Haitian Quake Victim Doing Well with Prosthesis from APO
Ken Horsfall, CPO, LPO, was able to make a huge difference in the life of a Haitian girl.
Joe-Verly Charles, 15, lost part of her left leg after the Haiti earthquake in 2010 when a concrete wall collapsed on top of her. Doctors tried to save her leg, but ultimately she had a below-knee amputation.
Last summer she came to Iowa to receive a new prosthetic leg and therapy facilitated by Shani Marland, BSN, RN, CRRN, from Genesis Medical Center and in collaboration with APO.
Ken was able to fit Joe-Verly with a below-knee prosthesis with a low-profile Flex-Foot®, donated by Össur.
APO provided the endoskeletal components and the Genesis Health Services Foundation paid the expenses for Joe-Verly’s gait training.
“It was our hope then that the new prosthesis would allow her to get into more activities that a teen her age does,” Ken said.
Shani returned to Haiti this past May and re-connected with Joe-Verly and her father. “Joe-Verly is doing very well with the prosthesis. She attends school and spends a lot of time studying. She is able to get around a lot better. The pronounced valgus she had has improved and she has less hip and knee pain.”
Shani first met Joe-Verly on one of her frequent medical missions to Haiti.
Joe-Verly’s prosthesis was very primitive, made from scrap material. Still she was able to walk until she grew out of it. “The leg then was causing more pain than benefit,” Shani said. “The prosthetics made there are ill-fitting; they don’t have the expertise or the materials to do it correctly.”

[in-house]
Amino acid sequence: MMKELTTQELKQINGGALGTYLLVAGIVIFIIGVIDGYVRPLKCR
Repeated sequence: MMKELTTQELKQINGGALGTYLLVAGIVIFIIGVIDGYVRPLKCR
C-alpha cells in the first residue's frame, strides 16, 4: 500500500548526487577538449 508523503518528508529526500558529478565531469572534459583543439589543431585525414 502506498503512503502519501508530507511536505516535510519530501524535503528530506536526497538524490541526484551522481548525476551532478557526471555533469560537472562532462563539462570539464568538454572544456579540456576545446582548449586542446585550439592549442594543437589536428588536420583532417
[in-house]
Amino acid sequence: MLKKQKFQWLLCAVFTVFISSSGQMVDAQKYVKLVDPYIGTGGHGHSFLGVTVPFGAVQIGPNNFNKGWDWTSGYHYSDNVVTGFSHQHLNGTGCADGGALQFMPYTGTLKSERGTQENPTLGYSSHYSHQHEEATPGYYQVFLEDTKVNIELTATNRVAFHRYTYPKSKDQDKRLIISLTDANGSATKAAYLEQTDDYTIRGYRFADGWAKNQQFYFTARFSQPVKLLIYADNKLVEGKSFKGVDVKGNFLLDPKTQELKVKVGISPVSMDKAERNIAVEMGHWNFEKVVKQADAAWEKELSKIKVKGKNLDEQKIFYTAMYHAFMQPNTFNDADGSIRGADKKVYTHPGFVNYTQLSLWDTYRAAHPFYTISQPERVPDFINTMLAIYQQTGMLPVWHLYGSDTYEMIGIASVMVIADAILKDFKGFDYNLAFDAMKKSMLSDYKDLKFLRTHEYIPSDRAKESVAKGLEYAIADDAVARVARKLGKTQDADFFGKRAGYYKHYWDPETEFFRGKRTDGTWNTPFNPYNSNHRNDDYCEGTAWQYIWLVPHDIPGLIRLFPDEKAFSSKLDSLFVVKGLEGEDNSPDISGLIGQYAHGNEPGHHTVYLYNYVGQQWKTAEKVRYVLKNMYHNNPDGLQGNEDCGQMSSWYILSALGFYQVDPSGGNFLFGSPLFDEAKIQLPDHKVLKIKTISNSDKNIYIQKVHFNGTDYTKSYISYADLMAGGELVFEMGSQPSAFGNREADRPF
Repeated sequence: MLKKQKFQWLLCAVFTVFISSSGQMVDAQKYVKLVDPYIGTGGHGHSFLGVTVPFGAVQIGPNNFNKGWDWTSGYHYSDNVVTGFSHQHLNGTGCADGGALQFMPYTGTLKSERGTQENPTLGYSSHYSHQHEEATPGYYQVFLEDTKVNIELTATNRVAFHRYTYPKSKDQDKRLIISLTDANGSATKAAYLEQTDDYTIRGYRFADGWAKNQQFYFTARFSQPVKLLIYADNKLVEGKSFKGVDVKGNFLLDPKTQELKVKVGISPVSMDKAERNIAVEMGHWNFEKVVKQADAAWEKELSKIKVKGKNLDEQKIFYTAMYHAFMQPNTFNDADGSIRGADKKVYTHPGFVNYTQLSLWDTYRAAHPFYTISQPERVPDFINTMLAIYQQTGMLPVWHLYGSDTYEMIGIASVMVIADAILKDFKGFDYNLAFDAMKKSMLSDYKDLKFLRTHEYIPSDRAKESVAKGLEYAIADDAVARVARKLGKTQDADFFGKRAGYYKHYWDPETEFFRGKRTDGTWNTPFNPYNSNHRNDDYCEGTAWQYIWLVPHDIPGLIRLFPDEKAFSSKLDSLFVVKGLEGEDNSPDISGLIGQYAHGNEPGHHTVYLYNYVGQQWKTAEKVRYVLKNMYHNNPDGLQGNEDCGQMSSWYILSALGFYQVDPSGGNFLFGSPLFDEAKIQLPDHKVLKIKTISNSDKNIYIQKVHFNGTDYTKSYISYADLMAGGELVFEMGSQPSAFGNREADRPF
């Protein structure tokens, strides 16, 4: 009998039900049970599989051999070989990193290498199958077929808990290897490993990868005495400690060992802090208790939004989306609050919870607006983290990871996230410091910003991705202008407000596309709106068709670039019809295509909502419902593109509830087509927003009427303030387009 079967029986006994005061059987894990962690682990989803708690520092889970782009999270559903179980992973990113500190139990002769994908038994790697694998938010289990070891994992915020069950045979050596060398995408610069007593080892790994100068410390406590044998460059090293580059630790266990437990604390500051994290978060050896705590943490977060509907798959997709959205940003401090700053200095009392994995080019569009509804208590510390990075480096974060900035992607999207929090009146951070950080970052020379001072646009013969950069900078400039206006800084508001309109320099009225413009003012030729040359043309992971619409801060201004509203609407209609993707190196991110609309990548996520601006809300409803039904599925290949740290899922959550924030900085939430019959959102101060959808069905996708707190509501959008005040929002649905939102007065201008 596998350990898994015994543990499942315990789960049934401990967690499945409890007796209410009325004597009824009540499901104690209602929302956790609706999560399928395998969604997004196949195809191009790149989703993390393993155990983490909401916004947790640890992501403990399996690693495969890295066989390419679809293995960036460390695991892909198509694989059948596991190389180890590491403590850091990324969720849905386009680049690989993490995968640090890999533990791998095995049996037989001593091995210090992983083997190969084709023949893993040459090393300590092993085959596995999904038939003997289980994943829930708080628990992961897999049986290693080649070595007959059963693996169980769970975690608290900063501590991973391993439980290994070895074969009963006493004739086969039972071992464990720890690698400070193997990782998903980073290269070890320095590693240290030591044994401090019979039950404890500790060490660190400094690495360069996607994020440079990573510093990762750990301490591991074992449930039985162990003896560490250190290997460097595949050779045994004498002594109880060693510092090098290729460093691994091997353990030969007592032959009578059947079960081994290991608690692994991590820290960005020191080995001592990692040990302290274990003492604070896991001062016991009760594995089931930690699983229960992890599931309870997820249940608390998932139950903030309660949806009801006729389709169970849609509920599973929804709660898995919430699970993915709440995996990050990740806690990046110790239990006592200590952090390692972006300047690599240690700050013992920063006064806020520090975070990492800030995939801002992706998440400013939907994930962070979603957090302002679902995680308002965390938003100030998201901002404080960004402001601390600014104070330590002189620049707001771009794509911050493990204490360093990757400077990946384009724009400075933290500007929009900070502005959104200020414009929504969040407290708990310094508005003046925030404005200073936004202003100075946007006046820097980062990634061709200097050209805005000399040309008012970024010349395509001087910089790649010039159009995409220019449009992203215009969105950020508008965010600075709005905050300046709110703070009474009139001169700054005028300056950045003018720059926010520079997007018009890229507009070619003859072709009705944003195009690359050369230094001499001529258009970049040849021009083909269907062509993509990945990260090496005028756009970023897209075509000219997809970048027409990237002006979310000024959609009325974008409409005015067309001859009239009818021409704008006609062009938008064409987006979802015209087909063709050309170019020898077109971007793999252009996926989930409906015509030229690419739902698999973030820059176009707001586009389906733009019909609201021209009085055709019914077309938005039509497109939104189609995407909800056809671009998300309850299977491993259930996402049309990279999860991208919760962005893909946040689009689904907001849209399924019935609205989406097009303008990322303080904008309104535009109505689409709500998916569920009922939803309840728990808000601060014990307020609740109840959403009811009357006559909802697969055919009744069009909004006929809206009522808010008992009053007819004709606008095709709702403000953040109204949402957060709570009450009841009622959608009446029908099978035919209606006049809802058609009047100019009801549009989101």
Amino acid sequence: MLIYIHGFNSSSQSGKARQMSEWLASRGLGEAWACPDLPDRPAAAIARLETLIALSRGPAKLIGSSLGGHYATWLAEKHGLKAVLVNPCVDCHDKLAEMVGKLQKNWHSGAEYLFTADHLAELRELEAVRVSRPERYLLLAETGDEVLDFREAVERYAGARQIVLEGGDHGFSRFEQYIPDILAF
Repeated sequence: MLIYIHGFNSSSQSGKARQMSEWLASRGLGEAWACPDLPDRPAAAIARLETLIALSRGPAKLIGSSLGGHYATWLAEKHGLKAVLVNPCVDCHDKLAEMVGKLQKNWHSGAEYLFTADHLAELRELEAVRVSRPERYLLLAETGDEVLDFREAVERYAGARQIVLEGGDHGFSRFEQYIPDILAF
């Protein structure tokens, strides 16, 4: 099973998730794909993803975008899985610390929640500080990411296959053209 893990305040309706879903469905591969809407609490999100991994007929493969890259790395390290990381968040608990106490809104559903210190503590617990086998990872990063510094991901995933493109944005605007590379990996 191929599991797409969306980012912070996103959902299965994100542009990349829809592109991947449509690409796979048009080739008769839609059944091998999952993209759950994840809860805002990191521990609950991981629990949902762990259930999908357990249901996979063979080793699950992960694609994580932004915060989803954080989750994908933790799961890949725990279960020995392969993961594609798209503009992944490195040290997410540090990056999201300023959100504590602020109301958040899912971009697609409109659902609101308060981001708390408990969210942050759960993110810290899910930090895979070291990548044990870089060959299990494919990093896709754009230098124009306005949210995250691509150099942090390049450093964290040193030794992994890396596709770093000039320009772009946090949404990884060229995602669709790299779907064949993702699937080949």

It is not only prosthetics that are sub-par; routine medical treatment is difficult to obtain.
Shani’s missions in Haiti involve working at temporary health clinics doing physical assessments of school-age children. “We bring supplies with us and if we can get to a pharmacy in Port Au Prince or bigger cities, we will buy meds, depending on the availability. It is all very limited. The last trip we found a couple of kids with malaria. Fortunately, we were able to test and get treatment for them.
“Although Port Au Prince is more developed, the southern region of Haiti is very rough,” she said. “One of the villages is only accessible by a donkey trail up the mountain. It’s a humbling experience to go to a place like that. Most of the people I work with are very grateful that we come.”